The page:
Jose Manuel

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www.osbornewood.com/SOL_SPRING.LSP
Matthew
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I got a response via e-mail that said the rulesurf command would help with this.
A cool drawing was attached. Found at www.osbornewood.com/column.dwg
It is made up of surfaces. A lisp file should convert this to a solid.
I will let you know when I get more info.
Matthew
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Hi Matthew, see http://home.t-online.de/home/scj.schulz/surf_col.dwg So you can get the idea to create "twisted columns" as surface-models. Regards Jochen

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Hello Matthew,
If you wish to consider using a third party tool, read on,
Our GeoTools program has a command called GT_EXTRUDER which provides a simple and easy way to extrude a closed 2d path profile along a path curve. It internally uses the AutoCAD Extrude command but takes away from the user a lot of dirty work that is onvolved in otherwise rotating, aligning and positioning the extruding profile along the path.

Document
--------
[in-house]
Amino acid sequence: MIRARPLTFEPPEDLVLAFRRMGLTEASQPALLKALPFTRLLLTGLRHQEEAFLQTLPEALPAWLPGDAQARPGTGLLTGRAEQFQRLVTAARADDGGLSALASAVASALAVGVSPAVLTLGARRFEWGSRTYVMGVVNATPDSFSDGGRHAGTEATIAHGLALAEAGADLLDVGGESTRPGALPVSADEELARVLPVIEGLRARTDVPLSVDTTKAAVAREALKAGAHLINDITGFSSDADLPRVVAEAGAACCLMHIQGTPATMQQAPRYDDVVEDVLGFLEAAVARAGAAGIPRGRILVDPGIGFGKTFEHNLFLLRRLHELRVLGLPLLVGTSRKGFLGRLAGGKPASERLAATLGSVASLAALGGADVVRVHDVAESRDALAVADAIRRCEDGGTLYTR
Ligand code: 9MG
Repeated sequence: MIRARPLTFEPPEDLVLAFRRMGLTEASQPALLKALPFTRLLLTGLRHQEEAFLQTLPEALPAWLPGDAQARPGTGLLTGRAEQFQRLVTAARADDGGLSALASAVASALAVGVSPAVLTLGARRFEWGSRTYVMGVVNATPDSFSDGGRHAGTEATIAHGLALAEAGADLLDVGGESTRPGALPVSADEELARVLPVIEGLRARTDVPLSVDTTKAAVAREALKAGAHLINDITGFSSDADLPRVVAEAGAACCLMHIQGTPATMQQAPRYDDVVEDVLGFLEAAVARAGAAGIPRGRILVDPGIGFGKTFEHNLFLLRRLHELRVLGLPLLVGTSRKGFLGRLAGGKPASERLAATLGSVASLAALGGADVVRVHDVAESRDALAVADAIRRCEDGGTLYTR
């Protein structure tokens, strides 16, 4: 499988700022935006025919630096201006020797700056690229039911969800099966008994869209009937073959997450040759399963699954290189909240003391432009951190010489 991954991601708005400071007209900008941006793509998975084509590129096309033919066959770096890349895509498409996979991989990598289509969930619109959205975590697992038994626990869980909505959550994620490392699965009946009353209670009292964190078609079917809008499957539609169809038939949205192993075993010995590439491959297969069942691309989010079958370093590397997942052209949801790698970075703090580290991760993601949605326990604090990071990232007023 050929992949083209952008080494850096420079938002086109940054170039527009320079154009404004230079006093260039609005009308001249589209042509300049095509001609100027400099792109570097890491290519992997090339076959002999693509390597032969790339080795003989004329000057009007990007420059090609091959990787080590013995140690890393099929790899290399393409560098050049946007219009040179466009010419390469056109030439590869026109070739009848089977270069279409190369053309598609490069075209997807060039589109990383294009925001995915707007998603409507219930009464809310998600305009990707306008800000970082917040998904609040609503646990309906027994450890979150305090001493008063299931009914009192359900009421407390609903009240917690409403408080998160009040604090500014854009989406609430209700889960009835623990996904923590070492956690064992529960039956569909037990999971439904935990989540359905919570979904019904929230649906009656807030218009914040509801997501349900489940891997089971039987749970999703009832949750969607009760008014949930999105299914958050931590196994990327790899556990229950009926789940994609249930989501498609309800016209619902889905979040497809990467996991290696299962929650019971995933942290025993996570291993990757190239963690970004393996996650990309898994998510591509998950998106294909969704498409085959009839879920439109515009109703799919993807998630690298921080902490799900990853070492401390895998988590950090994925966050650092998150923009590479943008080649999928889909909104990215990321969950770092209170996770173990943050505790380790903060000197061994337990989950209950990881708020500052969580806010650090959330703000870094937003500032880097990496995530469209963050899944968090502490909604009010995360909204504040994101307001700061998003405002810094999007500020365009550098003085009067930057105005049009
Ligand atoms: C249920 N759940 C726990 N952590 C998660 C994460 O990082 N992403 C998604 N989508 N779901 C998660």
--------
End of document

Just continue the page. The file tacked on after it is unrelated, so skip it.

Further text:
This may be something you are interested to look into. You just have to create your 2d profile and it will be taken along your 3d spiral to create a nice solid.
In addition, GeoTools provides over 190 other tools that may be of interest to you.
Look here for a fully functional download:
Pick up this latest update from http://www.4d-technologies.com/geotools
Regards Rakesh

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Is possible. You must convert dwg where is the path (spline) in dxf vers 12 and re-import dxf in to autocad and now you can use this path to extrude process.
read my tutorial - sedia thonet http://www.cadlandia.com/showarticle.asp?ID93
-- Alessandro Miele
staff of www.cadlandia.com first italian cad-portal snipped-for-privacy@cadlandia.com